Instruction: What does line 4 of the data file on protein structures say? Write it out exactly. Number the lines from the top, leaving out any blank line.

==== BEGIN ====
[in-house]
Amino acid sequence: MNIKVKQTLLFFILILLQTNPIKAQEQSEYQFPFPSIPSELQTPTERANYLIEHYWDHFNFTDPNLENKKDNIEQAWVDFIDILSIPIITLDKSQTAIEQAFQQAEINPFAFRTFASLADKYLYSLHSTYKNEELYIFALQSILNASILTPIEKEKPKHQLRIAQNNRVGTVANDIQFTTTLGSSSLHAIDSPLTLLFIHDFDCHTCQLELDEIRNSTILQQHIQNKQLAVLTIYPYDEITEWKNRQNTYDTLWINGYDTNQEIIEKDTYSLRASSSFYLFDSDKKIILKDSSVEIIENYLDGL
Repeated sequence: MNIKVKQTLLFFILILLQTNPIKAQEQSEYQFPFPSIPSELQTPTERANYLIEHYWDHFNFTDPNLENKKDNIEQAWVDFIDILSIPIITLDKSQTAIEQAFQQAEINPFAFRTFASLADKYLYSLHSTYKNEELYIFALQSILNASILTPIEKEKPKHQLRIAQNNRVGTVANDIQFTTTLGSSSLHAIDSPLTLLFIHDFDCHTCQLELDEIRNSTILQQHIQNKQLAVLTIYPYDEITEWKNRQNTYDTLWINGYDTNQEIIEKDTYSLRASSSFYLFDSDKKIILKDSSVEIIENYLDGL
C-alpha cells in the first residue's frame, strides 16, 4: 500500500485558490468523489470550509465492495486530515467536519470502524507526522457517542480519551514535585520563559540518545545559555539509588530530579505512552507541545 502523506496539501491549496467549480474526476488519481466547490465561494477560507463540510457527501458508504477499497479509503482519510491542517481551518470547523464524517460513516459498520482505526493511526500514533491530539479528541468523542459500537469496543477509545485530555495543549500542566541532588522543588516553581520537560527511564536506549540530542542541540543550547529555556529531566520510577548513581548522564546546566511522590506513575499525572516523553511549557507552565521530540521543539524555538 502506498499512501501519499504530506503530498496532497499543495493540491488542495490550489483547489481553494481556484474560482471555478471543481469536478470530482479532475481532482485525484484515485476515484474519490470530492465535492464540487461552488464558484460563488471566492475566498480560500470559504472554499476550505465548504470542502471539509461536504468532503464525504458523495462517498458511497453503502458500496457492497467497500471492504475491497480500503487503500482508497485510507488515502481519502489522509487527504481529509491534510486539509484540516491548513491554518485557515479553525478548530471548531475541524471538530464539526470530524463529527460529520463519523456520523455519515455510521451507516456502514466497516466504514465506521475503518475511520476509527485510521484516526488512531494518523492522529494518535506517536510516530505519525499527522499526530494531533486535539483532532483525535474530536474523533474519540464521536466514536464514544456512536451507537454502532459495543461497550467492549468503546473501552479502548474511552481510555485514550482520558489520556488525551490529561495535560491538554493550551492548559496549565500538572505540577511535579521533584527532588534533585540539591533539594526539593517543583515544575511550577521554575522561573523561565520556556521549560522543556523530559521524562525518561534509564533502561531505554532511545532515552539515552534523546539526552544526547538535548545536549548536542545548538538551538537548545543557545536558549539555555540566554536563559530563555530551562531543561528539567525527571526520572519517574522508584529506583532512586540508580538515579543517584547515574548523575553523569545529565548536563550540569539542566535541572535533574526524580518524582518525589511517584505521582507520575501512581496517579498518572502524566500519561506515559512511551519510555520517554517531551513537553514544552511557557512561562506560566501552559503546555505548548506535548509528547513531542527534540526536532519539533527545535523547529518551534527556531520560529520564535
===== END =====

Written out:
C-alpha cells in the first residue's frame, strides 16, 4: 500500500485558490468523489470550509465492495486530515467536519470502524507526522457517542480519551514535585520563559540518545545559555539509588530530579505512552507541545 502523506496539501491549496467549480474526476488519481466547490465561494477560507463540510457527501458508504477499497479509503482519510491542517481551518470547523464524517460513516459498520482505526493511526500514533491530539479528541468523542459500537469496543477509545485530555495543549500542566541532588522543588516553581520537560527511564536506549540530542542541540543550547529555556529531566520510577548513581548522564546546566511522590506513575499525572516523553511549557507552565521530540521543539524555538 502506498499512501501519499504530506503530498496532497499543495493540491488542495490550489483547489481553494481556484474560482471555478471543481469536478470530482479532475481532482485525484484515485476515484474519490470530492465535492464540487461552488464558484460563488471566492475566498480560500470559504472554499476550505465548504470542502471539509461536504468532503464525504458523495462517498458511497453503502458500496457492497467497500471492504475491497480500503487503500482508497485510507488515502481519502489522509487527504481529509491534510486539509484540516491548513491554518485557515479553525478548530471548531475541524471538530464539526470530524463529527460529520463519523456520523455519515455510521451507516456502514466497516466504514465506521475503518475511520476509527485510521484516526488512531494518523492522529494518535506517536510516530505519525499527522499526530494531533486535539483532532483525535474530536474523533474519540464521536466514536464514544456512536451507537454502532459495543461497550467492549468503546473501552479502548474511552481510555485514550482520558489520556488525551490529561495535560491538554493550551492548559496549565500538572505540577511535579521533584527532588534533585540539591533539594526539593517543583515544575511550577521554575522561573523561565520556556521549560522543556523530559521524562525518561534509564533502561531505554532511545532515552539515552534523546539526552544526547538535548545536549548536542545548538538551538537548545543557545536558549539555555540566554536563559530563555530551562531543561528539567525527571526520572519517574522508584529506583532512586540508580538515579543517584547515574548523575553523569545529565548536563550540569539542566535541572535533574526524580518524582518525589511517584505521582507520575501512581496517579498518572502524566500519561506515559512511551519510555520517554517531551513537553514544552511557557512561562506560566501552559503546555505548548506535548509528547513531542527534540526536532519539533527545535523547529518551534527556531520560529520564535